Conscience is not the same as one’s opinions or feelings, and one cannot choose or create his own conscience. That is not the conscience, that is the will.

The Nazi leader Hermann Goring proclaimed, "my conscience is Adolf Hitler." Others proclaim, "my conscience is myself." But the foundation of conscience is not man, but God.

Rightly understood, conscience is not the voice of self or the personal will, but is the voice of God within our hearts, our very souls; it is the light of objective moral truth which is given us so that we might make our way in the dark. (See Dominum et Vivificantem, 43) In this, God speaks even to the hearts of atheists and, if they are otherwise of good faith, they can hear Him even if they do not realize that it is His voice speaking to them.

We ourselves are not the light, God is the Light. The task of conscience is not to create moral truth, but to perceive it and then apply it, not ignore it. The judgment of conscience does not establish the law or decide for itself what is right or wrong; rather it bears witness to the authority of the natural law, it is the voice of Truth within the person calling him to act in conformance with truth, to do good and avoid evil. In other words, conscience is a judgment of reason in the application of objective moral truth to a particular case.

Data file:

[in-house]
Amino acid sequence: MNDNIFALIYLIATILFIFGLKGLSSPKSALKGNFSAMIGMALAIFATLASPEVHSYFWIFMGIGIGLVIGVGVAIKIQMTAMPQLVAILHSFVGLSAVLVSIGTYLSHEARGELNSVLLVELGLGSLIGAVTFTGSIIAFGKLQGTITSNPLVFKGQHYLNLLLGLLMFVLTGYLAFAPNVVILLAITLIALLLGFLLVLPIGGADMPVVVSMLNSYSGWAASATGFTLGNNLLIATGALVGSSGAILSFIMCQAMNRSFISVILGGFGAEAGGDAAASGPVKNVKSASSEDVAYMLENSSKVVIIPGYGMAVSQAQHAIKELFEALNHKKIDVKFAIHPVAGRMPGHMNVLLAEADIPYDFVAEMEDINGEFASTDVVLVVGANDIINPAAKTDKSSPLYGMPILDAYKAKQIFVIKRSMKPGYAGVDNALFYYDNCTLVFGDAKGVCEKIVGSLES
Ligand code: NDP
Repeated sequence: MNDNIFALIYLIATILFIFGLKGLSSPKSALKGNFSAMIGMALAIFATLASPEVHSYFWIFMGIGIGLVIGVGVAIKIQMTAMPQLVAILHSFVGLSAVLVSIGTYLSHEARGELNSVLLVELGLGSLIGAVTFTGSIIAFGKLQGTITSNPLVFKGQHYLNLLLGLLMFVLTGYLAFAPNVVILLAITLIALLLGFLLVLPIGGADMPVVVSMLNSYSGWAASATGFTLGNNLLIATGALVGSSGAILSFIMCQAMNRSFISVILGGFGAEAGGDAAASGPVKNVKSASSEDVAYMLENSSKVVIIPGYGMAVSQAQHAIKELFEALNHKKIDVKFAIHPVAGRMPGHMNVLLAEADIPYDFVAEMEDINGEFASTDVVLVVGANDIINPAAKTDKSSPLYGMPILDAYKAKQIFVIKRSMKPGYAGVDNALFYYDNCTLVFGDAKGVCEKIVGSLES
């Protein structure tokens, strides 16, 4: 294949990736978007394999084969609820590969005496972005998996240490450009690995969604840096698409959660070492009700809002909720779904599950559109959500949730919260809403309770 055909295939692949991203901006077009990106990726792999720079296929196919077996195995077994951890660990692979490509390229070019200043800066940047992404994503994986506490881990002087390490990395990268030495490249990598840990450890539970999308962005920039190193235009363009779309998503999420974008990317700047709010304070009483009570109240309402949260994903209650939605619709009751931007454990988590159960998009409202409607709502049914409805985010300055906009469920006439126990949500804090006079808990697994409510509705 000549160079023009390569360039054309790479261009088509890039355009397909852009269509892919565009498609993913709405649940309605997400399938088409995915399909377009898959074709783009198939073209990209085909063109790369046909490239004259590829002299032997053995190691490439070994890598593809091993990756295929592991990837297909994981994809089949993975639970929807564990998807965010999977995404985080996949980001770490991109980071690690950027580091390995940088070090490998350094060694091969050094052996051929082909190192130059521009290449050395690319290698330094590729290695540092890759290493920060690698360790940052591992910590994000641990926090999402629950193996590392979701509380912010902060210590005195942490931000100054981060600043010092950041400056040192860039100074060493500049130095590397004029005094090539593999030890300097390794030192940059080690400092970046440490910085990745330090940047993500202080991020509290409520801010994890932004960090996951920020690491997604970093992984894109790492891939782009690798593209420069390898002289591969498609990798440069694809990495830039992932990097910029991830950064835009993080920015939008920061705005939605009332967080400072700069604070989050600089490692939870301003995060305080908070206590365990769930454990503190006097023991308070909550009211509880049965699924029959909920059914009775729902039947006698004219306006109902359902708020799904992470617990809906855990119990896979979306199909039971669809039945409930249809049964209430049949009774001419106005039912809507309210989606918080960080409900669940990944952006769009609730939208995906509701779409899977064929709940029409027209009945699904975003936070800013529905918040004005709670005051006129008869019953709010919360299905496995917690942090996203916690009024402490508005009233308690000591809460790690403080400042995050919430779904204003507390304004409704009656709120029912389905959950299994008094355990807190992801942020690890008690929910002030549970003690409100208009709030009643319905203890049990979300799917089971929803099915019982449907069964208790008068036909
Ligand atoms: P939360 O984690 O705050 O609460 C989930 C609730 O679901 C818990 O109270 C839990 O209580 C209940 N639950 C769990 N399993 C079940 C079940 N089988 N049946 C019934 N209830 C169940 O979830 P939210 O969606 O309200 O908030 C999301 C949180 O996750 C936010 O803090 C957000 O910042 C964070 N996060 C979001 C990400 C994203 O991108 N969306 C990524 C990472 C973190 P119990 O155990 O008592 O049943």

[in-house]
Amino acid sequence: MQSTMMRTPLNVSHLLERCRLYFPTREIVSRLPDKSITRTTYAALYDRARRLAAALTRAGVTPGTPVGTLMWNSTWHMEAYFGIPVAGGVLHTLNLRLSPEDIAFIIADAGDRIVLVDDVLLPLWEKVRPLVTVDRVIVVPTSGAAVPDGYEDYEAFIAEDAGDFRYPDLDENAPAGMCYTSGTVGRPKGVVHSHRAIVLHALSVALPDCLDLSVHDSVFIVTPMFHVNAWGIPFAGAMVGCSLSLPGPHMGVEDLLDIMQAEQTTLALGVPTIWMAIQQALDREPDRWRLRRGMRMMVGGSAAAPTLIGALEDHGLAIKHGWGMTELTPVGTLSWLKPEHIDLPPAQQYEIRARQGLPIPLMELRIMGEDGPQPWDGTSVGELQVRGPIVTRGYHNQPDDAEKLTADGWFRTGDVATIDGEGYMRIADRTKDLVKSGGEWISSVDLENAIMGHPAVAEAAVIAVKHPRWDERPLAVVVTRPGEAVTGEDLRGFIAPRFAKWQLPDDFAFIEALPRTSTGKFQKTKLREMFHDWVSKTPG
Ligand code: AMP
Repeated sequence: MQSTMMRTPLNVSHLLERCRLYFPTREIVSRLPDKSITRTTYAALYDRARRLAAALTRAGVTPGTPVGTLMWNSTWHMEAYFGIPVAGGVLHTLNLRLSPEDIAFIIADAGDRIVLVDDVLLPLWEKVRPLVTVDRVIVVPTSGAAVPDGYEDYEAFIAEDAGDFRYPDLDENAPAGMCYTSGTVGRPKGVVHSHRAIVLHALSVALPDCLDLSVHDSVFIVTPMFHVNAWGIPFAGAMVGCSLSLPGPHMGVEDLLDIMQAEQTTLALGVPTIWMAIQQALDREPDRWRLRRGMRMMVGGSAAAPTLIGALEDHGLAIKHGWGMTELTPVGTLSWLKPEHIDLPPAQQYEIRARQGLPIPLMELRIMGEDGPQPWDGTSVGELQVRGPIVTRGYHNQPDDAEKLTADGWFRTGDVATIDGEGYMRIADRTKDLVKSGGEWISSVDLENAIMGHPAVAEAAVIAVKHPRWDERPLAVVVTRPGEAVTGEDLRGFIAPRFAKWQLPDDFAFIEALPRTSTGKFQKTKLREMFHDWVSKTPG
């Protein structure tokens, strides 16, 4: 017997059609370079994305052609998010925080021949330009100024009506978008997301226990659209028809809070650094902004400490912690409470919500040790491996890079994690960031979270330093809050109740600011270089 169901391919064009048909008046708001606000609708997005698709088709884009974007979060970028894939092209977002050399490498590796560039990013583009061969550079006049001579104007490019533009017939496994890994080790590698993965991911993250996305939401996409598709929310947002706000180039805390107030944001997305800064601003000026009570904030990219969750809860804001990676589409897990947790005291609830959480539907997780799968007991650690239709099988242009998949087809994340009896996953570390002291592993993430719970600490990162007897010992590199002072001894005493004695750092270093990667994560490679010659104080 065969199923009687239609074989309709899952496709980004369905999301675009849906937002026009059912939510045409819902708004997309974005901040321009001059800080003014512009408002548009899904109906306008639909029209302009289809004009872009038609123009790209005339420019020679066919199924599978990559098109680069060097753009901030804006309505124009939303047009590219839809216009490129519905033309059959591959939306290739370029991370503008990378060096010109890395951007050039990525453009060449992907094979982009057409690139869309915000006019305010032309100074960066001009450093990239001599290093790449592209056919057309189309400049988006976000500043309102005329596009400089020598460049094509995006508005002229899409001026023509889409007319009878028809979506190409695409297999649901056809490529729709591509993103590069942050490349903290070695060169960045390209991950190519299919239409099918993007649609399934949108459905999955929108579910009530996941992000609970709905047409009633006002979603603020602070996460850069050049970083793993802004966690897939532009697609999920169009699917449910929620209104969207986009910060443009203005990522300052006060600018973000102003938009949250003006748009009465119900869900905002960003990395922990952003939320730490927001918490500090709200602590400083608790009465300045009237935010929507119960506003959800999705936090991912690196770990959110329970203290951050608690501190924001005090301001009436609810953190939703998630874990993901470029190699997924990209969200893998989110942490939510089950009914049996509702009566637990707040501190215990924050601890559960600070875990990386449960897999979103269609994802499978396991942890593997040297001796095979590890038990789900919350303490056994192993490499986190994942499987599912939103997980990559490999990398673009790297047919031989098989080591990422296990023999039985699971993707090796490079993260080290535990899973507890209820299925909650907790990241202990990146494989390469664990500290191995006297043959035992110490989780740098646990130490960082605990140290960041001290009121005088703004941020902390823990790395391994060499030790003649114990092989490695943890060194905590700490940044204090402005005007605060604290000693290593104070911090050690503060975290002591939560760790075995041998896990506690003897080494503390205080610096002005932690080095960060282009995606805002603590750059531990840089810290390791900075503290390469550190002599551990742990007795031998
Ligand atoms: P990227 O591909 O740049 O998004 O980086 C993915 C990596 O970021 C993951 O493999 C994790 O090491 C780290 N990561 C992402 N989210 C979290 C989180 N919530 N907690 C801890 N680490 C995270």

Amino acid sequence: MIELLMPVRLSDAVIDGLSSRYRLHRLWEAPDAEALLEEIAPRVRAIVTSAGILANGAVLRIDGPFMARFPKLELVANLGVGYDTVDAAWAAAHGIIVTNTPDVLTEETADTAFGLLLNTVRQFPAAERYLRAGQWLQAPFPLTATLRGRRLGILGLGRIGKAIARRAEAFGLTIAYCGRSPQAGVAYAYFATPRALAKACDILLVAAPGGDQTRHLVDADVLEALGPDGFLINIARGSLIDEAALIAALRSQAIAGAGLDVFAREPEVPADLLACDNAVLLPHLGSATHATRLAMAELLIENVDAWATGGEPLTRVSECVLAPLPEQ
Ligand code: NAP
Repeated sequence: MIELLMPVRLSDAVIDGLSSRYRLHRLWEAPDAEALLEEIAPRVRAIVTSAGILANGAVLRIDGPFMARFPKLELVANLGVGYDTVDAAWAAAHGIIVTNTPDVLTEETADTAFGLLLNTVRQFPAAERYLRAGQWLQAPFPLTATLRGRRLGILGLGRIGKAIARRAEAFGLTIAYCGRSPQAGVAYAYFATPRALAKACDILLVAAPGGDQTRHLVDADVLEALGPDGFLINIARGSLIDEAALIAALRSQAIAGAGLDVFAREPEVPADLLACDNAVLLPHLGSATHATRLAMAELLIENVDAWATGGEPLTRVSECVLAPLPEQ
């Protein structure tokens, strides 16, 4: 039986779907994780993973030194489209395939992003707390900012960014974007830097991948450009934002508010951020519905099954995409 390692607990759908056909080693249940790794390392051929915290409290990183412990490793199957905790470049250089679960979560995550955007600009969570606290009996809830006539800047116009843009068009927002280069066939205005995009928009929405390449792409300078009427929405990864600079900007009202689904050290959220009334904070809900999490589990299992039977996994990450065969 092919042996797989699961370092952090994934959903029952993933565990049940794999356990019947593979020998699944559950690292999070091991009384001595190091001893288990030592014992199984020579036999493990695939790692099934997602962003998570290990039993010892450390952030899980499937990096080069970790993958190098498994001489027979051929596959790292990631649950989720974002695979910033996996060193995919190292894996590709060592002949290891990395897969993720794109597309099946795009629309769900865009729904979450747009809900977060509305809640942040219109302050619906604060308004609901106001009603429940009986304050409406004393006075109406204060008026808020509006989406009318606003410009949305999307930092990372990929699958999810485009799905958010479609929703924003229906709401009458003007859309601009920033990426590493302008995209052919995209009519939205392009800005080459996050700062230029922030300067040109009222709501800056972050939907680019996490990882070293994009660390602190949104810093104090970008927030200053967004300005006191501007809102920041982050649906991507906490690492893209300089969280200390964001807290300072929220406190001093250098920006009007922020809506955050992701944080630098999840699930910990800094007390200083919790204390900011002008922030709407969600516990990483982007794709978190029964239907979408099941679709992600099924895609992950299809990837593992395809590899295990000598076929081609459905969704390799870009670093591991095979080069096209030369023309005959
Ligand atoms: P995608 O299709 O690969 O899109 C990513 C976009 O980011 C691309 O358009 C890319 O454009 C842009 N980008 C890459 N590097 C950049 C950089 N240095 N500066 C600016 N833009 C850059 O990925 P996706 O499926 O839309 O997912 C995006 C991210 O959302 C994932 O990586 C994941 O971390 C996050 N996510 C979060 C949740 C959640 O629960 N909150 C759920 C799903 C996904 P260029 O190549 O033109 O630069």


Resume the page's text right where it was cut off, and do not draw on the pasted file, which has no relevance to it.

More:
In our perception of such moral truth, we are assisted by the Magisterium of the Church, by the Pope and bishops, who are in turn specially guided and protected from error by the Holy Spirit, the Paraclete promised to us by Jesus Christ. Thus, as Blessed Cardinal John Henry Newman noted, a properly-formed good conscience cannot be one that is in contradiction with the teachings of the Church.

Prior to the obligation of conscience is the obligation to properly form one's conscience, or more specifically, "an actual conscience, conscience understood as a 'co-knowing' with the truth," in the words of Joseph Cardinal Ratzinger in his 1991 talk, Conscience and Truth. If we have a false, improperly-formed conscience, one that is not "with knowledge" of objective truth, but is instead one that is "with ignorance" of objective truth, including knowing contradiction with authoritative Church teaching, including those teachings on human sexuality and marriage, then we cannot assert a right to follow it.

The "obligation" to follow one’s conscience is an obligation to follow a good conscience, one that is "with knowledge" of transcendent objective truth, and not a bad or malformed counterfeit "conscience."

Conscience is meant to accuse one of error in sin, not justify sin, and conscience is most emphatically not a license to delude ourselves to truth so as to justify doing, facilitating, or participating in that which is intrinsically wrong or mala in se (evil in and of itself). One's "subjective conviction and the lack of doubts and scruples which follow therefrom" are not sufficient, explains Cardinal Ratzinger, "it will not do to identify man's conscience with the self-consciousness of the I, with it subjective certainty about itself and its moral behavior," especially in a relativistic age when so many can no longer see moral fault and sin. (see also Evangelium Vitae, 24)

With this connection to transcendent objective moral truth, in all things we have an obligation in conscience, written as law upon our hearts, to do the good and resist evil. (Gaudium et Spes, 16) This obligation to follow a good conscience, properly formed in conformity with the teachings of the Church, does not restrict human freedom, but instead calls the person to genuine freedom in truth, for only in truth will one be set free.